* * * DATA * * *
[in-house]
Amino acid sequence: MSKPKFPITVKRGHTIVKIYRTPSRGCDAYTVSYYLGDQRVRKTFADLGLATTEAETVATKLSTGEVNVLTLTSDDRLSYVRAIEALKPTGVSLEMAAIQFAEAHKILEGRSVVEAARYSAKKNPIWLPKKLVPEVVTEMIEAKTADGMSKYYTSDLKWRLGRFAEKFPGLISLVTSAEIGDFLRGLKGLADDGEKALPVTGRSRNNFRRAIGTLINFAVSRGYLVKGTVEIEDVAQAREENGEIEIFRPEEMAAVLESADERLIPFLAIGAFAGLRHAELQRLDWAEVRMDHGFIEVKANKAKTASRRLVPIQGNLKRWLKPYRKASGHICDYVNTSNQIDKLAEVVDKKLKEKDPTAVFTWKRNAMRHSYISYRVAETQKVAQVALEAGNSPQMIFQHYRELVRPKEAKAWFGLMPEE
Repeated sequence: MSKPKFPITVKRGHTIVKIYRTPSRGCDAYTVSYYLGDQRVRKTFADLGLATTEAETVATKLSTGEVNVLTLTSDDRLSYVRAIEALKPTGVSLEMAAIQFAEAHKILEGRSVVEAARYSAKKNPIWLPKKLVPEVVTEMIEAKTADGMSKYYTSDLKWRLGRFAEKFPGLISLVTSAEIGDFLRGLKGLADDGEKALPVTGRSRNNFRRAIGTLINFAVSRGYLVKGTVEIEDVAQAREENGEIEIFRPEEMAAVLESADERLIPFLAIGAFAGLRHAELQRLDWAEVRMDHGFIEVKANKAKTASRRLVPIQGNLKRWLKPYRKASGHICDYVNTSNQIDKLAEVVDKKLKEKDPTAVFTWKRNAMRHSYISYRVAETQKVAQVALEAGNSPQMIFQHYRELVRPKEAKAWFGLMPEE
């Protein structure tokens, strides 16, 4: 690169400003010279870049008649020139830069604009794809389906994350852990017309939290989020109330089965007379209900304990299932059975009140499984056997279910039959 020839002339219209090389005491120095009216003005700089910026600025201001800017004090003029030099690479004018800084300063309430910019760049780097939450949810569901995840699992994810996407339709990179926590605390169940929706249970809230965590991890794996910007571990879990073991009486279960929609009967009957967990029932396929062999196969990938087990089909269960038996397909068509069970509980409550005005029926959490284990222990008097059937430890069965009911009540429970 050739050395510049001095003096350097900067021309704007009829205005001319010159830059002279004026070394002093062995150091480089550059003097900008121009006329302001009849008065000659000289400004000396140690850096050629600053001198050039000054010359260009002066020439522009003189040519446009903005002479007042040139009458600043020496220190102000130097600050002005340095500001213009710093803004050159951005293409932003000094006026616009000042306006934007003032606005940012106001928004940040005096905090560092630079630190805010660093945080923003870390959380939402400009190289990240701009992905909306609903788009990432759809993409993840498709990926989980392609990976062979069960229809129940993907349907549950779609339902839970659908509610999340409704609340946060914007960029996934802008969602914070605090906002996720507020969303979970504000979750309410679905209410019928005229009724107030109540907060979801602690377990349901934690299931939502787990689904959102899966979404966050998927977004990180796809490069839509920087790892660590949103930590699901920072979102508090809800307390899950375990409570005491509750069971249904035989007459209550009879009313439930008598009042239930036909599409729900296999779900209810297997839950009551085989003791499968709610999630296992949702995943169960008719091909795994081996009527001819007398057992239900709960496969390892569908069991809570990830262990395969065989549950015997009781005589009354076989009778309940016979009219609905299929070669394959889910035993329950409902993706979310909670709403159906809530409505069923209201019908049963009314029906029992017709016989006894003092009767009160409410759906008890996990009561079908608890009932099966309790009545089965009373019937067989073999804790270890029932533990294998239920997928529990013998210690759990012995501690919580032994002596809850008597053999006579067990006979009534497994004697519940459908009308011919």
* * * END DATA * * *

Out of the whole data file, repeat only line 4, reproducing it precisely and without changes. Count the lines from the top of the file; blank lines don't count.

């Protein structure tokens, strides 16, 4: 690169400003010279870049008649020139830069604009794809389906994350852990017309939290989020109330089965007379209900304990299932059975009140499984056997279910039959 020839002339219209090389005491120095009216003005700089910026600025201001800017004090003029030099690479004018800084300063309430910019760049780097939450949810569901995840699992994810996407339709990179926590605390169940929706249970809230965590991890794996910007571990879990073991009486279960929609009967009957967990029932396929062999196969990938087990089909269960038996397909068509069970509980409550005005029926959490284990222990008097059937430890069965009911009540429970 050739050395510049001095003096350097900067021309704007009829205005001319010159830059002279004026070394002093062995150091480089550059003097900008121009006329302001009849008065000659000289400004000396140690850096050629600053001198050039000054010359260009002066020439522009003189040519446009903005002479007042040139009458600043020496220190102000130097600050002005340095500001213009710093803004050159951005293409932003000094006026616009000042306006934007003032606005940012106001928004940040005096905090560092630079630190805010660093945080923003870390959380939402400009190289990240701009992905909306609903788009990432759809993409993840498709990926989980392609990976062979069960229809129940993907349907549950779609339902839970659908509610999340409704609340946060914007960029996934802008969602914070605090906002996720507020969303979970504000979750309410679905209410019928005229009724107030109540907060979801602690377990349901934690299931939502787990689904959102899966979404966050998927977004990180796809490069839509920087790892660590949103930590699901920072979102508090809800307390899950375990409570005491509750069971249904035989007459209550009879009313439930008598009042239930036909599409729900296999779900209810297997839950009551085989003791499968709610999630296992949702995943169960008719091909795994081996009527001819007398057992239900709960496969390892569908069991809570990830262990395969065989549950015997009781005589009354076989009778309940016979009219609905299929070669394959889910035993329950409902993706979310909670709403159906809530409505069923209201019908049963009314029906029992017709016989006894003092009767009160409410759906008890996990009561079908608890009932099966309790009545089965009373019937067989073999804790270890029932533990294998239920997928529990013998210690759990012995501690919580032994002596809850008597053999006579067990006979009534497994004697519940459908009308011919």